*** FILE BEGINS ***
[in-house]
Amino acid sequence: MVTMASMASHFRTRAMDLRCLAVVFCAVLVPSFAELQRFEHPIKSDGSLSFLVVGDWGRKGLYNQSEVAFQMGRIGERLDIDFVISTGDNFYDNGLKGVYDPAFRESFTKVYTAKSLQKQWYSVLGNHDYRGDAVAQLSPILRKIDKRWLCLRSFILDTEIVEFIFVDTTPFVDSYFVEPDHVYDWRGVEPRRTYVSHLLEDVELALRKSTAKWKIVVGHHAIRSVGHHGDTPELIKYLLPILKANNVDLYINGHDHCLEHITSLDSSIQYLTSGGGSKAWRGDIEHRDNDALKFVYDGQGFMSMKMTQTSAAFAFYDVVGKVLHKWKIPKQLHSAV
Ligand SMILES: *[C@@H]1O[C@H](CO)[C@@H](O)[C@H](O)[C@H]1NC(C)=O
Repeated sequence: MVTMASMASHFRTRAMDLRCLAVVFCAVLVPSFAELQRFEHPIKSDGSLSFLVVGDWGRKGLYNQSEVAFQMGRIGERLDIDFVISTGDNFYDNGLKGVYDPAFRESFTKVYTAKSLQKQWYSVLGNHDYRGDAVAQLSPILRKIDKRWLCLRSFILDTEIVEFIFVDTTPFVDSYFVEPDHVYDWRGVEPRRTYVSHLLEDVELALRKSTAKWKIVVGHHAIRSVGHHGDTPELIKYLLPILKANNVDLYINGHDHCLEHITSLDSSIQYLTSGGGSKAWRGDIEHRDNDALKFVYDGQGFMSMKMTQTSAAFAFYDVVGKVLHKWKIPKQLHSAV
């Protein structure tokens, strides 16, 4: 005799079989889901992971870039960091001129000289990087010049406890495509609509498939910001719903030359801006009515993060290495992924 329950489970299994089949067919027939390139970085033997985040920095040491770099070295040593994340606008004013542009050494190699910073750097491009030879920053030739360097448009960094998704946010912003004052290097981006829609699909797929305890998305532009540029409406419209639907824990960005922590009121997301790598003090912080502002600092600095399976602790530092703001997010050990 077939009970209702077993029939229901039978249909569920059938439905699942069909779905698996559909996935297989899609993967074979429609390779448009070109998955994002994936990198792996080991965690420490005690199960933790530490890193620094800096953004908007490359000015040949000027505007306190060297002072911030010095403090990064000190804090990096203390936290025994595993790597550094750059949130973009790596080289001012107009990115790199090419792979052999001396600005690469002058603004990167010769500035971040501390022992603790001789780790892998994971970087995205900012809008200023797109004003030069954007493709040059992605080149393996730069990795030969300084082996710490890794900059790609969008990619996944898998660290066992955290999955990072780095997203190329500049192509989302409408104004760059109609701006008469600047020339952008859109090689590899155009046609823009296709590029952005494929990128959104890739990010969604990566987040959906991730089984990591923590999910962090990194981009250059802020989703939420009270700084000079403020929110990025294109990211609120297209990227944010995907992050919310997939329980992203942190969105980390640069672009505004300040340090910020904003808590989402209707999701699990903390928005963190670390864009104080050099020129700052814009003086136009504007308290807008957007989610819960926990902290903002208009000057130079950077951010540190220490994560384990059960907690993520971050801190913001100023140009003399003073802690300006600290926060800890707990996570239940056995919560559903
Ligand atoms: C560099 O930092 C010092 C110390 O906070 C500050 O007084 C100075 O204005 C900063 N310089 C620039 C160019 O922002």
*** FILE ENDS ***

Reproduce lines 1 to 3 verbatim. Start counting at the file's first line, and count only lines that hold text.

[in-house]
Amino acid sequence: MVTMASMASHFRTRAMDLRCLAVVFCAVLVPSFAELQRFEHPIKSDGSLSFLVVGDWGRKGLYNQSEVAFQMGRIGERLDIDFVISTGDNFYDNGLKGVYDPAFRESFTKVYTAKSLQKQWYSVLGNHDYRGDAVAQLSPILRKIDKRWLCLRSFILDTEIVEFIFVDTTPFVDSYFVEPDHVYDWRGVEPRRTYVSHLLEDVELALRKSTAKWKIVVGHHAIRSVGHHGDTPELIKYLLPILKANNVDLYINGHDHCLEHITSLDSSIQYLTSGGGSKAWRGDIEHRDNDALKFVYDGQGFMSMKMTQTSAAFAFYDVVGKVLHKWKIPKQLHSAV
Ligand SMILES: *[C@@H]1O[C@H](CO)[C@@H](O)[C@H](O)[C@H]1NC(C)=O